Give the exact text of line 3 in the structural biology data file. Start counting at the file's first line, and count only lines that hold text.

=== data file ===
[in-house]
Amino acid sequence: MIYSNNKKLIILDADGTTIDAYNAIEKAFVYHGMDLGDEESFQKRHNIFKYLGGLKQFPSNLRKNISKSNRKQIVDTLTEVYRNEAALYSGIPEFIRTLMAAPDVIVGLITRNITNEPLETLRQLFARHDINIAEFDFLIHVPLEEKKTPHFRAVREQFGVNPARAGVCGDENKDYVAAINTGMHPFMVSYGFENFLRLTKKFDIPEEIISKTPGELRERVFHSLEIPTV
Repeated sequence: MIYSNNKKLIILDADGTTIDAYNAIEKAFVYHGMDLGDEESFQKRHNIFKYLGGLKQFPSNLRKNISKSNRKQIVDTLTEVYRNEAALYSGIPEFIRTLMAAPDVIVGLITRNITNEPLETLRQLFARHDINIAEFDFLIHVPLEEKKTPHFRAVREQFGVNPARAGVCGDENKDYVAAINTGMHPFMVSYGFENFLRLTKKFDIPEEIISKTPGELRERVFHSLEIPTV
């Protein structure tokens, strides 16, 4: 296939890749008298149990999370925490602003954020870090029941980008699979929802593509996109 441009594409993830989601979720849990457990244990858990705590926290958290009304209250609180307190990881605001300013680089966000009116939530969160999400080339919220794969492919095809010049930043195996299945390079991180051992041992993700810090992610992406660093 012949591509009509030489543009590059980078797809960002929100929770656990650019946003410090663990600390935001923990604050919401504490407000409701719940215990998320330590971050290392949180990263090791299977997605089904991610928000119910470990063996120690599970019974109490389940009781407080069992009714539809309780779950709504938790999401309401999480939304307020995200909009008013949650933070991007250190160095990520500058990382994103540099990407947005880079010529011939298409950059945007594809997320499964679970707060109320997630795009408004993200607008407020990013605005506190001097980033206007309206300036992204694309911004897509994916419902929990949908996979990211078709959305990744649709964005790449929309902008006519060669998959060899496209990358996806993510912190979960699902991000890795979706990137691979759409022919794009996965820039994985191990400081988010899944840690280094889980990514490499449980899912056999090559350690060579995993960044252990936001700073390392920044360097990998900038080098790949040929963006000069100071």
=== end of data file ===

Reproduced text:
Repeated sequence: MIYSNNKKLIILDADGTTIDAYNAIEKAFVYHGMDLGDEESFQKRHNIFKYLGGLKQFPSNLRKNISKSNRKQIVDTLTEVYRNEAALYSGIPEFIRTLMAAPDVIVGLITRNITNEPLETLRQLFARHDINIAEFDFLIHVPLEEKKTPHFRAVREQFGVNPARAGVCGDENKDYVAAINTGMHPFMVSYGFENFLRLTKKFDIPEEIISKTPGELRERVFHSLEIPTV